To improve the performance and/or visibility, the arch 151 or arch tube 104 can be coated with antibiotic, hormone, growth factor, analgesic, blood clotting, nutrient, radiopaque, echogenic, lubricant, swelling, plasma coating and/or other materials.
Instead of closing the lumen 100 by a curvature 106 of the arch 151, 104, a swellable closure device 134 can also be delivered with the trocar 109, as indicated in FIG. 50, through a similar delivery device 107. The swellable closure device 134 is implanted beneath the surface of the mucosa 113, as depicted in the cross-sectional view in FIG. 51, by similar procedures operating the delivery device 107, as shown in FIGS. 38 to 41. After absorbing water or serum, the closure device 134 swells and greatly increases in diameter and possibly in length, as indicated in 52. The swellable closure device 134 hydrates and swells within the urethral 101 tissue, pushing the mucosa 113 in toward the vacant space of the opened lumen 100 to narrow and/or close the lumen 100, as depicted in a urethral 101 cross section in FIG. 53.
- Inflatable Closure Device
Collagen, hyaluronate and their derivatives can be processed, dried and sterilized to form a swellable closure device 134. Hydrophilic polymers, such as polyethylene glycol can be crosslinked, shaped, dried and sterilized to form a swellable closure device 134. To improve performance and/or visibility, the swellable device 134 can also be coated or combined with antibiotic, hormone, growth factor, analgesic, blood clotting, nutrient, radiopaque, echogenic, lubricant, and/or other materials.
Instead of relying upon swelling to induce lumen 100 closure, an inflatable closure device 135, as shown in FIG. 54, can be folded or rolled tightly in the delivery device 107 to be delivered into the urethral 101 wall. The inflated closure device 135, depicted in FIG. 55, is equipped with a one-way valve 141 in a stem 136 connected to a detachable tube 137 for inflating a chamber of the device 135. The implantation of the inflatable closure device 135 beneath the mucosa 113 is very similar to the method of delivering the swellable closure device 134, as indicated in FIG. 51. The result of lumen 100 closure is also very similar to the result using the swollen closure device 134, as depicted in FIG. 53. However, one advantage of using the inflatable closure device 135 is that the lumen 100 closure can be adjusted by the amount or the pressure of inflating medium, while the swellable closure device 134 depends on the diameter, depth of implantation and swelling capability. The bag of the inflatable closure device 135 can be made of silicone or polyurethane and inflated with a small amount of inert, viscoelastic and long lasting silicone oil. The inflating medium can also be air, gas or water. To achieve proper lumen 100 closure, the amount of the medium can be monitored by pressure, volume and/or endoscopic observation, as in monitoring bulking agent 140 injections in FIG. 8.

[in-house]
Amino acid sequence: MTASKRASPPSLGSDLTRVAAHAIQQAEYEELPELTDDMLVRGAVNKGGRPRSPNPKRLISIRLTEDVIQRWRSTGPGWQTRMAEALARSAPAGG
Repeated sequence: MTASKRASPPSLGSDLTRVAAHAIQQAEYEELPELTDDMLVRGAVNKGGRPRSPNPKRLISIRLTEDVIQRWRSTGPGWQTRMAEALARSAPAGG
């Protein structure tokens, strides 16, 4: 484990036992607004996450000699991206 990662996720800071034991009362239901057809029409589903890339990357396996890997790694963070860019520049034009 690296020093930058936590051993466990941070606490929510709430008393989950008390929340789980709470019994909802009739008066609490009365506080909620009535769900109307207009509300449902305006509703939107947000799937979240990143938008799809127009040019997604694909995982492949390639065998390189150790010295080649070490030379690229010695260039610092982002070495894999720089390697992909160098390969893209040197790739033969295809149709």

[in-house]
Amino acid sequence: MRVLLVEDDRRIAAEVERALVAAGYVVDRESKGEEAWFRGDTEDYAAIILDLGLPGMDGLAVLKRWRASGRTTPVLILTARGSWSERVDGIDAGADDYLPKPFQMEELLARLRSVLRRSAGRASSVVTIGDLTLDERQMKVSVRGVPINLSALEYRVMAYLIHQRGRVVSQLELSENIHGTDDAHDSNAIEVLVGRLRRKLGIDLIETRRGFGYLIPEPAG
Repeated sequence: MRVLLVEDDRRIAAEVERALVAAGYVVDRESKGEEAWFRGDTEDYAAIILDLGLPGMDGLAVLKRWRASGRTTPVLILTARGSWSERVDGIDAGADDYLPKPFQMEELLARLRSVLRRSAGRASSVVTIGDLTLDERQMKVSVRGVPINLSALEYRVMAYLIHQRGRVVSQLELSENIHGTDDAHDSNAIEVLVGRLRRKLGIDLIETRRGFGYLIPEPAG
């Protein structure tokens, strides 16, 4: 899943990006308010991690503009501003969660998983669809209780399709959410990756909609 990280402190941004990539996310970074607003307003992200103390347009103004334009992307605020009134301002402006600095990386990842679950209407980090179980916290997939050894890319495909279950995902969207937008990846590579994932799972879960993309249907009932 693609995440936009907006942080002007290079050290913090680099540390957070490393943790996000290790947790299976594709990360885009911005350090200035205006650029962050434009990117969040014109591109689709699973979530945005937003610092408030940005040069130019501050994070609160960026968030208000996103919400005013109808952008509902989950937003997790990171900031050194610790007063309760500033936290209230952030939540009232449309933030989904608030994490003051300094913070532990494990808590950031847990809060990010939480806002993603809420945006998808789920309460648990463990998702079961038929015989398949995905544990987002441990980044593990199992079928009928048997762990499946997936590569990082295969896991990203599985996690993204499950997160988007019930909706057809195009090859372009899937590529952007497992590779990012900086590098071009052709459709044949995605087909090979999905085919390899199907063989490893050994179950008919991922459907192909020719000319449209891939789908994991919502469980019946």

Similar to the implanted arch 151, 104, the swollen 134 or inflated 135 device also presses into the indentation of the vacant space created by the opened lumen 100, securely resting within the preferred posterior 119 urethral 101 wall. To initiate voiding, detrusor contraction 147 pushes from the abdomen; the anterior 118 urethral wall stiffens and pulls away from the muscle-poor posterior 119 wall, exceeding the closing range of the swollen 134 or inflated 135 device to enlarge the lumen 100 and to urinate. After voiding, the muscles relax and the anterior 118 mucosal 113 wall is once again within range to be coapted with the posterior 119 mucosal 113 wall, shaped by the swollen 134 or inflated 135 device, to close the lumen 100 and prevent leakage.